I also remembered how miserable waiting rooms are. How you look around at the other people in the room and wonder where they are– are they on their 3rd IVF cycle? Did they just learn they were pregnant? Are they like me or are they one of those “freaks” who gets pregnant without really trying?

But before I could start building their stories, Dr. Petrel appeared in the door and ushered Mr. O and I into her office. She was just as I remembered- kind, upbeat, but also no bullshit. She got right down to business.

Petrel called our embryologist. Our embryo is stellar. It Triple A bonded, or whatever grading system they use. She suspects it has a 95% chance of thawing. So what we need to determine is how my uterus is doing post pregnancy, though since my periods have been pretty regular in frequency and flow, she is optimistic. Still, I’ll need a sonohystogram to make sure, and a few blood tests to make sure my thyroid is behaving.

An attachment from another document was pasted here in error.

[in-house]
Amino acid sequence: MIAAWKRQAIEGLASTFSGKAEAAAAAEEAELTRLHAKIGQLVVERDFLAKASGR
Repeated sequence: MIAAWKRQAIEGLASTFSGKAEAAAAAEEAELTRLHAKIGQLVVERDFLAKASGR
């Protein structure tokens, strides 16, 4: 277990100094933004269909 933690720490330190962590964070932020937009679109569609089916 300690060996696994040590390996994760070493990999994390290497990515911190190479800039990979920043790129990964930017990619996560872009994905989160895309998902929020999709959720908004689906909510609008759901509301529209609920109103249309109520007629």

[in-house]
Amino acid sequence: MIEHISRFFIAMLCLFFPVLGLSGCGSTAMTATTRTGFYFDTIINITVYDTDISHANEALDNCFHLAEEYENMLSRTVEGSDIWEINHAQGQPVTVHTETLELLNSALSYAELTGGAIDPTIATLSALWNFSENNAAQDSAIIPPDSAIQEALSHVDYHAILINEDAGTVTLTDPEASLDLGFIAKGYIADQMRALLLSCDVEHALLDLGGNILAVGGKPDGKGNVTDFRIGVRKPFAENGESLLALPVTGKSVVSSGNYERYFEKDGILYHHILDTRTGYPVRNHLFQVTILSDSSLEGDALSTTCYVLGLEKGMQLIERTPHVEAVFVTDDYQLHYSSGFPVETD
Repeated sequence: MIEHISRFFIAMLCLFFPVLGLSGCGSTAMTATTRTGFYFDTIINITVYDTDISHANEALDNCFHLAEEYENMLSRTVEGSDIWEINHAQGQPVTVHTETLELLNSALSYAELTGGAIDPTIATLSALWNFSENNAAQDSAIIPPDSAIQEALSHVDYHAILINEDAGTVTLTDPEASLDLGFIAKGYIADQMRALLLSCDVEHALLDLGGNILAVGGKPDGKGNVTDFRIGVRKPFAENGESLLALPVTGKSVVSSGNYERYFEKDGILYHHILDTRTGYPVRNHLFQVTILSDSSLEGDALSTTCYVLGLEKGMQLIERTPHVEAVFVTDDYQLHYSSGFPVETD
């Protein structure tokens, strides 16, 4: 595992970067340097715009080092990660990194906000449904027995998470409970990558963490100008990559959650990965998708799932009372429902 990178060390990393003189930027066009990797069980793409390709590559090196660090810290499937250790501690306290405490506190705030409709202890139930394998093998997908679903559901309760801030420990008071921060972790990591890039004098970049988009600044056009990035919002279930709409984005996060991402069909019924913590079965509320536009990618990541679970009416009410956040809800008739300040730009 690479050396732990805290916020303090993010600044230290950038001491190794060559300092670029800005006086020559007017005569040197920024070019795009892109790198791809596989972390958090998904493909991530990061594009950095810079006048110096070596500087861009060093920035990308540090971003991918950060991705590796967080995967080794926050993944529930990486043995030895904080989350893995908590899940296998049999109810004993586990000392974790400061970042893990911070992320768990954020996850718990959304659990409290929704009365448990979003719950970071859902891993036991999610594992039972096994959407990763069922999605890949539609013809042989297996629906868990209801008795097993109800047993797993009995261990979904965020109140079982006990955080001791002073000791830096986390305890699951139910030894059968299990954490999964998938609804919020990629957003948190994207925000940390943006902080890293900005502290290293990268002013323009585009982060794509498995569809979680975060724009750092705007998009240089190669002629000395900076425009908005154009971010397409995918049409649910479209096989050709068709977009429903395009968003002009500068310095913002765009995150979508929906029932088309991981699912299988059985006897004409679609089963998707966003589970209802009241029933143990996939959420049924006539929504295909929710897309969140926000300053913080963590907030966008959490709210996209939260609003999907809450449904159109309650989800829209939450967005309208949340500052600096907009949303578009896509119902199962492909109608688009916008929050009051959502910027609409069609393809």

Then well, that’s it. A sonohystogram, a check on my hormones, then we can get this baby-making started. Depending on those results, I could even technically just introduce the embryo as part of my natural cycle. No (or I should say, fewer) drugs required. Theoretically, our cycle could start in November, almost exactly when the cycle that begat Chick began.

I walked out of the office in a haze. What? Isn’t this supposed to be harder? Isn’t this supposed to take longer?

More importantly, am I really ready for this? Then again, are we ever?

Hotline Bling

A few weeks ago, a large packet arrived in my mailbox from my RE’s office. I remember this packet well. Lots of forms, check lists, maps to various offices… I didn’t open it.